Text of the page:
A note from Dr. Strubberg
I wanted to take a moment and emphasize the importance of promoting this program to veterinary students. If you are mentoring someone or know a current veterinary student please pass along this wonderful opportunity.
The Dr. Merrill Townley Large Animal Veterinary Student Loan Program was established to assist students currently enrolled or students that have been accepted into the University of Missouri'’s College of Veterinary Medicine with their financial burden.
The loan provides $20,000 for living and educational expenses incurred during their veterinary education process for six individuals per academic year. The loans are forgiven provided the students practice large animal veterinary medicine in a defined area of need ($20,000 for each year of service provided). Applicants are selected by an appointed advisory committee on an annual basis.
For more information regarding the specific requirements refer to: http://s1.sos.mo.gov/cmsimages/adrules/csr/current/2csr/2c30-11.pdf
Application and Financial Disclosure Forms are accepted from Aug. 15-Sept. 15 of each calendar year.
- Large Animal Veterinary Student Loan Program Application
- Large Animal Veterinary Student Loan Program Applicant's Permission for Disclosure
Placement Forms are due to the Department of Agriculture by May 1 of the year of graduation from the College of Veterinary Medicine, from recipients of the loan.
- Large Animal Veterinary Student Loan Program Loan Contract & Promissory Note
- Large Animal Veterinary Student Loan Program Placement
Livestock Import Requirements & Entry Permits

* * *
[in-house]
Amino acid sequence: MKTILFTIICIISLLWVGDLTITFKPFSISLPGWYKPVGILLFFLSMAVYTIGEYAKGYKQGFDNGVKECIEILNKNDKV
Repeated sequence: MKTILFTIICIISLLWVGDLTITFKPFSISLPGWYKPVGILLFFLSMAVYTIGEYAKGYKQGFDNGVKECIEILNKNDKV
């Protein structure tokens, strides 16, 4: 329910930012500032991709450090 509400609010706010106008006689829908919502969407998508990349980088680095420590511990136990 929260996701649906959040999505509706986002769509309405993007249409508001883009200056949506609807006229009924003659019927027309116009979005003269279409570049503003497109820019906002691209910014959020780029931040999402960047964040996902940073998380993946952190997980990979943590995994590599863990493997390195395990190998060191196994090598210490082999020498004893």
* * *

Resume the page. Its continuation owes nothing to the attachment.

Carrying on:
Review import regulations and 24-hour access to online permitting.
Health Certificate Resources
CVI options for Missouri Veterinarians
Animal Diagnostic Labs
Laboratories offer a variety of diagnostic services. Please contact your nearest laboratory for more information.
Avian influenza (AI) is caused by an influenza type A virus which can infect poultry (such as chickens, turkeys, pheasants, quail, domestic ducks, geese, and guinea fowl) and wild birds (especially waterfowl).
AI viruses are classified by a combination of two groups of proteins: hemagglutinin or “H” proteins, of which there are 16 (H1–H16), and neuraminidase or “N” proteins, of which there are 9 (N1–N9). AI viruses are further classified by their pathogenicity—the ability of a particular virus strain to produce disease in domestic chickens.
Highly Pathogenic Avian Influenza (HPAI) is a serious disease and requires rapid response because it is highly contagious and often fatal to chickens. The goal is to quickly contain and eradicate the disease, protecting our poultry industry, and in turn, the American consumer.
Due to the Avian Influenza response, please submit a permit request form in order to move poultry.
Low pathogenicity avian influenza (LPAI) viruses typically cause little or no clinical signs in infected poultry. The LPAI virus is excreted through infected birds’ feces and respiratory secretions. It spreads primarily through direct contact between healthy and infected birds. It can also be spread through indirect contact with contaminated equipment and materials. Low pathogenicity avian influenza (LPAI) virus strains occur naturally in wild migratory waterfowl and shorebirds without causing illness.
Biosecurity is key in prevention of avian influenza.
Here are a few biosecurity steps that can be implemented when working with birds or owning your own birds:
- Minimum PPE such as eye protection, gloves, and disposable boot covers or rubber boots that can be disinfected should be worn when working with possibly diseased livestock or poultry. Coveralls and masks are recommended.
- Don’t haul disease home. Keep work clothes and shoes separate for home clothes and shoes. If working with sick birds on location, clean and disinfect the vehicle and equipment used on that premises before going to another premises or home.
- Keep it clean-wash hands before and after handling poultry, clean and disinfect equipment and shoes before visiting another place or before working with your own livestock and poultry.
For a full list of reportable diseases, visit our webpage.